People are always talking about movie and TV book adaptations. But what about play and musical adaptations? Last night, I saw Fun Home on Broadway, the musical adaptation of Alison Bechdel’s graphic novel of the same name. Fun Home: A Family Tragicomic is one of my favorite books. Bechdel so intimately discusses her dysfunctional family and upbringing. She weaves her story of bursting out of the closet with her father’s battle with his own homosexuality and her complicated childhood. The story is touching, darkly humorous, and complex- just like life. While the musical adaptation of Fun Home received the Tony Award for the Best Musical, alongside four other Tony’s, I was skeptical it would do the graphic memoir justice.
Boy was I wrong.
I saw the musical with my brother and was convinced that since he didn’t read the original, he would be confused and unable to pick up on the nuances. But the musical did such a good job capturing Bechdel’s wit and drama. Contrary to expectation, I was joyously baffled by the portrayal of the family. Michael Cerveris, who plays Bechdel’s father Bruce, took home the Best Performance by a Leading Actor in a Musical Tony (and I can clearly see why).
Image courtesy of http://bit.ly/296m9q7.
Using the graphic format was an innovative way for Bechdel, an American cartoonist and writer, to create her memoir. Turning a graphic novel into a musical is equally as innovative. Adapting graphic novels into live-action films or plays is interesting- the visuals are already laid out on paper. Graphic memoirs, like Art Spiegelman’s Maus and Marjane Satrapi’s Persepolis, puts the reader inside their life, not just with words, but with drawings as well. It would seem then that a live-action adaptation would be easier- you already know what the set should look like, how the character’s dress and what their hairstyles are, etc… But like any adaptation, there’s a thin line between catching the heart and soul of the book and failing completely.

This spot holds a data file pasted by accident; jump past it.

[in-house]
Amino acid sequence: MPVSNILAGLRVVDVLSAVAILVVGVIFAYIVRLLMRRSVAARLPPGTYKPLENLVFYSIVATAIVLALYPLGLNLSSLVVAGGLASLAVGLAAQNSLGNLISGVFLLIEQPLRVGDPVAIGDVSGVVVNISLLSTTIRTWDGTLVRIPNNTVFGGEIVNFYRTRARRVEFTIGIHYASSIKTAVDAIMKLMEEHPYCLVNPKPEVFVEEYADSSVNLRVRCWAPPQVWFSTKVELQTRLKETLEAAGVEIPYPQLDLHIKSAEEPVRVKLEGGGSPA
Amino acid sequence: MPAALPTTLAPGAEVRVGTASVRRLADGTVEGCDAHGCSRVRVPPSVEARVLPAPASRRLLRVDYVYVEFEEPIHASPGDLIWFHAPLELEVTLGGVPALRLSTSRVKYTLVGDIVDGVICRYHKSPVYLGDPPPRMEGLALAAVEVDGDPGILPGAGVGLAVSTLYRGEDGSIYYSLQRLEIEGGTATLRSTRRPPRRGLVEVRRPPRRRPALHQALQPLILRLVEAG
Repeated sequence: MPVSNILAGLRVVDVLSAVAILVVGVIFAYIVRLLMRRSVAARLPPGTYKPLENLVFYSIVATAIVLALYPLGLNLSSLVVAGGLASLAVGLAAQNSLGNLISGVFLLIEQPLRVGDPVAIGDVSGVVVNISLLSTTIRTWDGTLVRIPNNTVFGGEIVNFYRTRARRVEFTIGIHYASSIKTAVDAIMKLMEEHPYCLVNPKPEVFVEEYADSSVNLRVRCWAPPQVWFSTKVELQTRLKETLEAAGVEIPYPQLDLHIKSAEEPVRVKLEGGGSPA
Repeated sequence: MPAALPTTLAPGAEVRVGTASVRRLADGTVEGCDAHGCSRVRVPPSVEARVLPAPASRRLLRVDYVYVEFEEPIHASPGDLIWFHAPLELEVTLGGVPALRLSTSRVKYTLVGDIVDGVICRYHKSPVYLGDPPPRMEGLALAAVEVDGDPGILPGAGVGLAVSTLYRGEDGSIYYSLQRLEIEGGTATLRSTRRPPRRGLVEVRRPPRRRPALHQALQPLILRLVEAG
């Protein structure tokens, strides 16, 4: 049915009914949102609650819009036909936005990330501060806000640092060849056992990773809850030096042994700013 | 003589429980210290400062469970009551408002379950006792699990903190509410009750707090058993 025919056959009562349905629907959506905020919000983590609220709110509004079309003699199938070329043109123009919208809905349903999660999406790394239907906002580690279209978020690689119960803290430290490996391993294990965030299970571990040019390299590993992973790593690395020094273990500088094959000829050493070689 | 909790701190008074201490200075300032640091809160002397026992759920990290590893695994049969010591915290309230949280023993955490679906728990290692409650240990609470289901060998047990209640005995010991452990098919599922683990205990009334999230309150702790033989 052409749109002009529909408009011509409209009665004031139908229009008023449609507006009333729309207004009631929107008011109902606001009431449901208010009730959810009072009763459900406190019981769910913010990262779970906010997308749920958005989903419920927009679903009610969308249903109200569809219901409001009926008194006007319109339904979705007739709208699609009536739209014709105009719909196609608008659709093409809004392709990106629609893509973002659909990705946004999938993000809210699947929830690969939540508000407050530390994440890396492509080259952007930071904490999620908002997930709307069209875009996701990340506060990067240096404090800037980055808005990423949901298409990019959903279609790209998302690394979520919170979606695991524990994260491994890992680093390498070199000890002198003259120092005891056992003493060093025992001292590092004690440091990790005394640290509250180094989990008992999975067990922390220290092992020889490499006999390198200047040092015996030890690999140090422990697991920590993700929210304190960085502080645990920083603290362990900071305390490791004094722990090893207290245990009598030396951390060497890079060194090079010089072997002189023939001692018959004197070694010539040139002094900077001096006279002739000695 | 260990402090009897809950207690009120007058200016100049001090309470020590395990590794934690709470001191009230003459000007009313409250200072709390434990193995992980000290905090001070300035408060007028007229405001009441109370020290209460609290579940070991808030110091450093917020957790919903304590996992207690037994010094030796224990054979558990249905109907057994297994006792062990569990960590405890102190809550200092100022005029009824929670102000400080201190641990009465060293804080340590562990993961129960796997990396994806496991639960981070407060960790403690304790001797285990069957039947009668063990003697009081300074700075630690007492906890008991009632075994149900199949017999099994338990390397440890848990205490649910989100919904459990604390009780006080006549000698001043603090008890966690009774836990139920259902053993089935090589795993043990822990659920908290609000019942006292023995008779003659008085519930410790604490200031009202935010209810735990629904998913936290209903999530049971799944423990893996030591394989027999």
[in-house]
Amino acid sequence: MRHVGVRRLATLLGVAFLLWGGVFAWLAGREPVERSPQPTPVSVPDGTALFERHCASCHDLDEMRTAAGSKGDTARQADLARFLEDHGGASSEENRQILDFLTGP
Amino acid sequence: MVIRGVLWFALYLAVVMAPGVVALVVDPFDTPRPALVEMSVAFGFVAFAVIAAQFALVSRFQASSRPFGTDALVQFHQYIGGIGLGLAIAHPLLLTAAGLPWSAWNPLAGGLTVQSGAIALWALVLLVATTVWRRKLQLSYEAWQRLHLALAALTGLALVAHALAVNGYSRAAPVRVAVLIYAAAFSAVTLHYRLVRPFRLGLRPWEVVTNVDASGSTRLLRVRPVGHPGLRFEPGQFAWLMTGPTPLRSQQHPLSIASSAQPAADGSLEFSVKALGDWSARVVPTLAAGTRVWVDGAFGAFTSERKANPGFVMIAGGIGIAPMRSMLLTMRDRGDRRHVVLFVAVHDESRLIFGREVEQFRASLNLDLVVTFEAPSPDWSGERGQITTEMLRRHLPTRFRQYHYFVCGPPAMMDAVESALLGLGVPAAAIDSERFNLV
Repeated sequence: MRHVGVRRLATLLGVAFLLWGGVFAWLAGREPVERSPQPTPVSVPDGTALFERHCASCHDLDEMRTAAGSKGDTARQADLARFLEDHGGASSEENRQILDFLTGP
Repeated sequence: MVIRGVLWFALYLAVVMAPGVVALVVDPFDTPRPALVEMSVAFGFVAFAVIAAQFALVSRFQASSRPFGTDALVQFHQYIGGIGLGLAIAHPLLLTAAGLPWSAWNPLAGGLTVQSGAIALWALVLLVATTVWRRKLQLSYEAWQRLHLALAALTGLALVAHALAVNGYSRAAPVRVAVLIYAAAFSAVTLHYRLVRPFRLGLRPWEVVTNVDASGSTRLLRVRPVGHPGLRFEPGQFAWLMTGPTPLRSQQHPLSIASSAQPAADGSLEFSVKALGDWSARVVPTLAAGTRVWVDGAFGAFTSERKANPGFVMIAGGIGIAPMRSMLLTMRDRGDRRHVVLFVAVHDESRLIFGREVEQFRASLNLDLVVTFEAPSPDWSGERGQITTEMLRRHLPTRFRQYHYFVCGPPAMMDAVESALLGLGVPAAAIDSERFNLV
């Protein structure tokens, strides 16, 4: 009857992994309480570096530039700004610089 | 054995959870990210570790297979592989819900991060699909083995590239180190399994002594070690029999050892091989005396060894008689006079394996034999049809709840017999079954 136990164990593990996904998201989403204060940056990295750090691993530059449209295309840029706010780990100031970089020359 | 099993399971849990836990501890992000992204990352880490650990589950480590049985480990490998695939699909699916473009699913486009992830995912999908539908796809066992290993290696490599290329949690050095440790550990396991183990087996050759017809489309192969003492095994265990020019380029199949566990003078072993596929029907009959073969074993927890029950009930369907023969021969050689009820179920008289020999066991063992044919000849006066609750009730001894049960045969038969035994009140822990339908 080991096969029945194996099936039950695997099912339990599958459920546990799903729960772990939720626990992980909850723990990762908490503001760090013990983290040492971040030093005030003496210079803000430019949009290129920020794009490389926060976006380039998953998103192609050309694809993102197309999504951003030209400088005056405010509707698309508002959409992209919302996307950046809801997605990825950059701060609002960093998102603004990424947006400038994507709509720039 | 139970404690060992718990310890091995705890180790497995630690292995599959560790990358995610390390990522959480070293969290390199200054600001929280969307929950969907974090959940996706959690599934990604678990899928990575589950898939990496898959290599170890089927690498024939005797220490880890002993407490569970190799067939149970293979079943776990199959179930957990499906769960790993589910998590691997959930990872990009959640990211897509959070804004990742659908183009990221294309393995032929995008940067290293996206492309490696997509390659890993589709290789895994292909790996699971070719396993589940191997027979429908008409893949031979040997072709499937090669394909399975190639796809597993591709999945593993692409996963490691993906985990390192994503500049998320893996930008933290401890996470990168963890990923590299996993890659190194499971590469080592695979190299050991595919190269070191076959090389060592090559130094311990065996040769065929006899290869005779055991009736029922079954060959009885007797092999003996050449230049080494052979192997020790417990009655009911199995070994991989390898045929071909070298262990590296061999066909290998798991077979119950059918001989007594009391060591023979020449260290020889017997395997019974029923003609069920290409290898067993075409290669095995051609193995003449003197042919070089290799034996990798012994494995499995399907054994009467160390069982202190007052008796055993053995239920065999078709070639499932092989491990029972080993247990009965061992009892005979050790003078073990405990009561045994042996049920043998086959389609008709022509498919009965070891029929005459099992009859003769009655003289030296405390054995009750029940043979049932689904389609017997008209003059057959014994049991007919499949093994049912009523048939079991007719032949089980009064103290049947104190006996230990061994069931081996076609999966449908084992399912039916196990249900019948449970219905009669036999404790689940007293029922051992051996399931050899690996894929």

Fun Home came out in 2006 and was a surprising literary success. Bechdel told NBC OUT that she never dreamed her memoir would be so successful and that, “the reception of the book felt like such a mainstream embrace of a queer story.” With the 2015 Broadway adaptation, that success and embrace got “exponentially larger.” The story revolves heavily around LGBTQ themes and positive feedback to the musical and book continues to feel “like a win for the broader LGBTQ community,” says Bechdel. The theme of family is strong as well; I found myself watching Bechdel and her father and relating to their relationship, with chocked up tears locked in my throat.
Image courtesy of http://bit.ly/297BFmV.
Fun Home: The Musical did something great. The space is an arena theater, meaning the audience surrounds the stage and the action can be viewed from anywhere. No matter where you sit, you’re in the center of the action, just like reading the graphic novel. It not just the seating that immerses you deep into the musical; it’s the acting, the set-design, the capturing of Bechdel’s themes (gender roles, emotional abuse, father-daughter relationships, and more), and, of course, the music. The way we interact with stories changes depending on the medium. My reaction to the musical and Bechdel’s written memoir were different, but great in their own ways.
On the stage, when young Alison belts out beautiful lyrics or teenage Alison grapples with falling for a woman for the first time, I was fully immobile, gripping my seat as shivers were sent down my spine. I found Bechdel’s memoir less emotionally riveting; it was more of a darkly humorous look at a very serious subject- and I couldn’t put the book down. Both evoked strong reactions from me (and the crowd). The music draws you in, the characters come to life (I literally felt like the characters jumped out of the book and onto the stage, it was amazing). Both stories made me laugh and cry, and the second the actors took a bow I jumped to my feet. So did everyone else. Hurray for a successful adaptation of one of my personal favorite pieces of literature!
Image courtesy of the Wall Street Journal.